US Open – Wall Street hits the sell button, Virus concerns top earnings, Oil remains in trouble, Gold’s bright future

The coronavirus epidemic continues to weigh on Wall Street.  170 people have died and more than 7.711 cases have been confirmed. The virus impact on Chinese industrial production and exports will likely force the PBOC’s hand into using the bazooka of stimulus they were saving in case the US-China trade war took a turn for the worse.  Until markets are confident the virus has peaked and the outbreak is finally contained, US stocks will struggle despite strong earnings. 

On the data front this morning, the US economy saw fourth quarter growth come in a tick higher than expected at 2.1%, but the rest of the data was bleak.  Personal spending and business investment decelerated and that could mean signs of weakness with the US consumer are around the corner. 

US stocks are heading lower as the negative economic impact of the virus on Asia will likely see multi-nationals have a poor first half of the year.  US stocks needed a reality check with their valuations and we could see investors use the coronavirus economic blow as an excuse to head for the sidelines.  The bond market is already telling us its time to sell, so a 10% correction might be in the cards for US stocks. 

BOE

Bank of England (BOE) Gov Carney had the markets ready for a cut, but in the end he decided he will let Andrew Bailey have the ammunition to cut rates if the risks to the outlook pickup.  The British pound rose following the rate announcement and press conference as many traders were expecting either a 25 basis-point insurance cut or a dovish hold.  Money markets are no longer pricing in a cut in 2020 and cable is trading closer to the 1.3100 level. 

BOE watchers will eagerly await Andrew Bailey’s term which begins in March.  The pound will be hampered by Brexit negotiations and global growth concerns that could keep the dollar bid. 

Oil

Oil’s collapse may not be over after key US data shows the flight-to-safety may continue and as the coronavirus continues to spread.  The virus in China will have a severe short-term economic impact with some analysts seeing roughly a percentage point drop to the 5% level for annual GDP.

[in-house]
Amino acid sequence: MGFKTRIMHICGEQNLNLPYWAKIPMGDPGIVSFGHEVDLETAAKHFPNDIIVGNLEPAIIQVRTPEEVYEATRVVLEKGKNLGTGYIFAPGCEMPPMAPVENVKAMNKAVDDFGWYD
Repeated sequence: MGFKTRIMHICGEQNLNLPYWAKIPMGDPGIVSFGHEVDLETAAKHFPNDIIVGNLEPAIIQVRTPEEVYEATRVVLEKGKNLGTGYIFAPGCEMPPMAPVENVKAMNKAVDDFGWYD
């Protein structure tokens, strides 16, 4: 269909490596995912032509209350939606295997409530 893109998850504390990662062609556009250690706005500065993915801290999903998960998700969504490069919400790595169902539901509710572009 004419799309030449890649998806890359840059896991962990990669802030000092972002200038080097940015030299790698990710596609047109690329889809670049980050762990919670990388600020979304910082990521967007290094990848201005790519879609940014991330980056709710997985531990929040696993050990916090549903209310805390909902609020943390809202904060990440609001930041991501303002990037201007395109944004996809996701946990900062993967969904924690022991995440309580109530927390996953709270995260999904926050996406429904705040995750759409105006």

The US economy advance reading of fourth quarter GDP came in line with estimates but the steep drop in personal consumption, prices and core PCE will raise concerns that the record long economic expansion is running out of steam. 

The coronavirus epidemic is getting worse and West Texas Intermediate remains vulnerable of breaking below the $50 a barrel level.  China is now welcoming help from the WHO, a shift in policy after refusing support from the CDC.  If the virus is deemed a public health emergency, we could see stricter travel restrictions that will only hurt the demand outlook for crude.  If WTI breaks below the $50 level, prices may not see much support until the $47.70 region. 

Gold

Investors seeking a substantial pullback with gold prices may end up being disappointed and chasing a surging market.  The coronavirus economic impact is growing and a flight to Treasuries and gold will likely remain the favorite trades on Wall Street.  Gold seems poised to make another run at the highs made earlier in the month. 

This article is for general information purposes only. It is not investment advice or a solution to buy or sell securities. Opinions are the authors; not necessarily that of OANDA Corporation or any of its affiliates, subsidiaries, officers or directors. Leveraged trading is high risk and not suitable for all. You could lose all of your deposited funds.

Ed Moya

Ed Moya

Senior Market Analyst - The Americas at OANDA
With more than 20 years’ trading experience, Ed Moya is a market analyst with OANDA, producing up-to-the-minute fundamental analysis of geopolitical events and monetary policies around the world. Over the course of his career, he has worked with some of the world’s leading forex brokerages and research departments including Global Forex Trading, FX Solutions and Trading Advantage. Most recently he worked with TradeTheNews.com, where he provided market analysis on economic data and corporate news. Based in New York, Ed is a regular guest on several major financial television networks including BNN, CNBC and Bloomberg, and is often quoted in leading publications including the Wall Street Journal and the Washington Post. He holds a BA in Economics from Rutgers University.
Ed Moya